A Comparison of Online HIV Behavioral Surveillance Among Men Who Have Sex with Men in the United States and Mexico: Key Similarities and Differences Between American Men’s Internet Survey and Encuesta de Sexo Entre Hombres, 2017 Open Access
Williams, Alice (Spring 2020)
Background: Men who have sex with men (MSM) are disproportionately affected by HIV in many countries globally. To better understand the HIV epidemic among MSM, many countries have adopted online HIV behavioral surveillance systems to monitor HIV prevalence, risk behaviors, and use of prevention services. In North America, behavioral surveillance of the HIV epidemic in MSM has been country-specific and existing surveillance systems have not been expanded to include neighboring countries that may share similar HIV epidemiological profiles.
Objective: This study aimed to identify key similarities and differences between American MSM from the American Men’s Internet Survey (AMIS) and Mexican MSM from Encuesta de Sexo Entre Hombres (ESEH) with respect to three main outcomes of interest: HIV prevalence, condomless anal sex in the previous 12 months, and HIV testing.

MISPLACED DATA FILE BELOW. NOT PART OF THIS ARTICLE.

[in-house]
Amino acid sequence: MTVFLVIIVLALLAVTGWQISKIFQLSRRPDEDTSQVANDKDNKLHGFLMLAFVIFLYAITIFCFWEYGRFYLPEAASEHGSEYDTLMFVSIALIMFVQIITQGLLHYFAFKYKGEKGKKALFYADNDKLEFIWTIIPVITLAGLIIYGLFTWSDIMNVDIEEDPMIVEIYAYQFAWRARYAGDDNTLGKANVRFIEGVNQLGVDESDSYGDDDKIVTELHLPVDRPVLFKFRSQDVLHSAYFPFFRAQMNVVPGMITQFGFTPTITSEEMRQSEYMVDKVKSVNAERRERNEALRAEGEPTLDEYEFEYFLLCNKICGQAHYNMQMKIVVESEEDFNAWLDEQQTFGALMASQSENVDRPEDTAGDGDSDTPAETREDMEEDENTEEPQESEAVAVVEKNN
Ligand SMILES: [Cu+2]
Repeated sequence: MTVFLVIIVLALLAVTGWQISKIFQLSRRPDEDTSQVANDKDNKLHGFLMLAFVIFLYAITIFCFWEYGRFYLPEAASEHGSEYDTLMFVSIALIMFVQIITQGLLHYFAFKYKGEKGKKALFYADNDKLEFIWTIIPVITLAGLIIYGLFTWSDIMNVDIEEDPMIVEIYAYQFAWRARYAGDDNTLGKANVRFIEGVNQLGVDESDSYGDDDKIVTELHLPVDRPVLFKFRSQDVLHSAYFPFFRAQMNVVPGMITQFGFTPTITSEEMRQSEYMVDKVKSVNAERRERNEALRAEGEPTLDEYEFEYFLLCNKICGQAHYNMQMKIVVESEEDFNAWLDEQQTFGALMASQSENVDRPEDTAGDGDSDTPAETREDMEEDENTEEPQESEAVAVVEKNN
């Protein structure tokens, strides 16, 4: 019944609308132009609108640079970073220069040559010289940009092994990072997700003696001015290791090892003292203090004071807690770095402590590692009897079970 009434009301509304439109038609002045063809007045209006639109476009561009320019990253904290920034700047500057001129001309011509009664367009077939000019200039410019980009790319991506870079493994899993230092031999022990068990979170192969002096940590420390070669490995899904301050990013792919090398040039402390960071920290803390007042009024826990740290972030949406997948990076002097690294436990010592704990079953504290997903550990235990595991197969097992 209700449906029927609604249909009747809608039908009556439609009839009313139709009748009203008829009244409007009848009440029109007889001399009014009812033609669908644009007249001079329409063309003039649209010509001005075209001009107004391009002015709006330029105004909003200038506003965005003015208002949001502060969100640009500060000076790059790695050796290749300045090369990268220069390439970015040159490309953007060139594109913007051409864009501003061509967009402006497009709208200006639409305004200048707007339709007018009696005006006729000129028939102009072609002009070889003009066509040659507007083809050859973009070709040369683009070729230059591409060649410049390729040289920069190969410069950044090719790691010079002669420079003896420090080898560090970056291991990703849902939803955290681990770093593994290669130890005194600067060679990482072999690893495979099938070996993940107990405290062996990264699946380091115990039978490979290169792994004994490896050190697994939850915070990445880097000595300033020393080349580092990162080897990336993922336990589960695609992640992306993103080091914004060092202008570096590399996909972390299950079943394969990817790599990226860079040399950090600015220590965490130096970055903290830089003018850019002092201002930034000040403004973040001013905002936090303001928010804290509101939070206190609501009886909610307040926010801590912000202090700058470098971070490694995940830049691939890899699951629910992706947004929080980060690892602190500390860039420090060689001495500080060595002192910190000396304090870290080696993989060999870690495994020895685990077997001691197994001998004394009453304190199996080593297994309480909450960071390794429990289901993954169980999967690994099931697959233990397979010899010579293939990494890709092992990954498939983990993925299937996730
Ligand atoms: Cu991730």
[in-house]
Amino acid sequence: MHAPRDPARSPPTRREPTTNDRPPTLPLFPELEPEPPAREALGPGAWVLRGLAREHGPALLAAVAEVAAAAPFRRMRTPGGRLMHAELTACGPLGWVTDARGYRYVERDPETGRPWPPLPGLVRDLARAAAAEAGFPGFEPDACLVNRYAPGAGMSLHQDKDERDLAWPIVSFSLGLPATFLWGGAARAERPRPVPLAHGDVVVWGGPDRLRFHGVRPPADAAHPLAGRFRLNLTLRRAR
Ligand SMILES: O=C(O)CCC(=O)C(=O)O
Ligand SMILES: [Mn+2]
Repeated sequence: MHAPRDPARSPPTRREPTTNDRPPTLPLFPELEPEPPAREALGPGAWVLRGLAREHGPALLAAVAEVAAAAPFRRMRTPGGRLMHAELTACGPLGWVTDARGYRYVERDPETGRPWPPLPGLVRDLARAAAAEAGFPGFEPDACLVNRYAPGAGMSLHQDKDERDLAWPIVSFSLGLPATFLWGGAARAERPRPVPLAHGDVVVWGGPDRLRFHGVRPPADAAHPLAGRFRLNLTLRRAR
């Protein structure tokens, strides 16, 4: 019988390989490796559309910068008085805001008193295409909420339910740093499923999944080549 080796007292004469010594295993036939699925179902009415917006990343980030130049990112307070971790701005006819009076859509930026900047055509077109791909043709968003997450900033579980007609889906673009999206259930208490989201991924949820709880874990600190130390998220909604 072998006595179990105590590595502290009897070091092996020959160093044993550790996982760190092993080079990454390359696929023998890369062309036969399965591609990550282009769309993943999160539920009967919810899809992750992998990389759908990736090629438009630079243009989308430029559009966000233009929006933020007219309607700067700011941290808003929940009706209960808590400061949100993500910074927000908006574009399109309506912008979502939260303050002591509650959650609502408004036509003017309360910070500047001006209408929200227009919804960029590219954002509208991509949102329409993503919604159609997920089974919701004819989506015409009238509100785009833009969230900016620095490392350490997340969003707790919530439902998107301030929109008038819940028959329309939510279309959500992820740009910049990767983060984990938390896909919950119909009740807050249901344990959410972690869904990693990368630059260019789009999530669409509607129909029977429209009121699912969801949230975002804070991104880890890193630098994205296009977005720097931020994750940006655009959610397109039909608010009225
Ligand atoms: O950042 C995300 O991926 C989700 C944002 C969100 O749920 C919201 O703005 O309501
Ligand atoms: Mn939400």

Methods: In the United States, AMIS is an annual, web-based, cross-sectional behavioral survey of American MSM. In Mexico, ESEH was piloted in 2017 as an online, cross-sectional behavioral survey of Mexican MSM. Multivariable modeling was used to compare associations between selected participant characteristics and the three main outcomes of interest by the AMIS or ESEH studies.
Results: In total, 6,868 AMIS U.S. MSM participants and 14,178 ESEH Mexican MSM participants were considered. AMIS participants were significantly older, with 42.3% of AMIS participants ages ≥40 years compared to only 9.1% of ESEH participants. In both studies, younger participants ages 18-29 years had lower HIV prevalence compared to those aged ≥40 and HIV prevalence gradually increased with age. Young participants ages 18-24 years had a lower prevalence of HIV testing in the previous 12 months compared to those ≥40years in both AMIS (aPR= 0.79, 95% CI: 0.74, 0.84) and ESEH (aPR= 0.80, 95% CI: 0.74, 0.86).
Conclusions: Despite differences between the two sample populations on some baseline characteristics, associations between selected participant characteristics and the three main outcomes of interest were fairly consistent across AMIS and ESEH. Based on these similarities, interventions in the U.S. and Mexico could be developed collaboratively to target similar HIV risk factors and improve HIV prevention strategies, particularly HIV testing.
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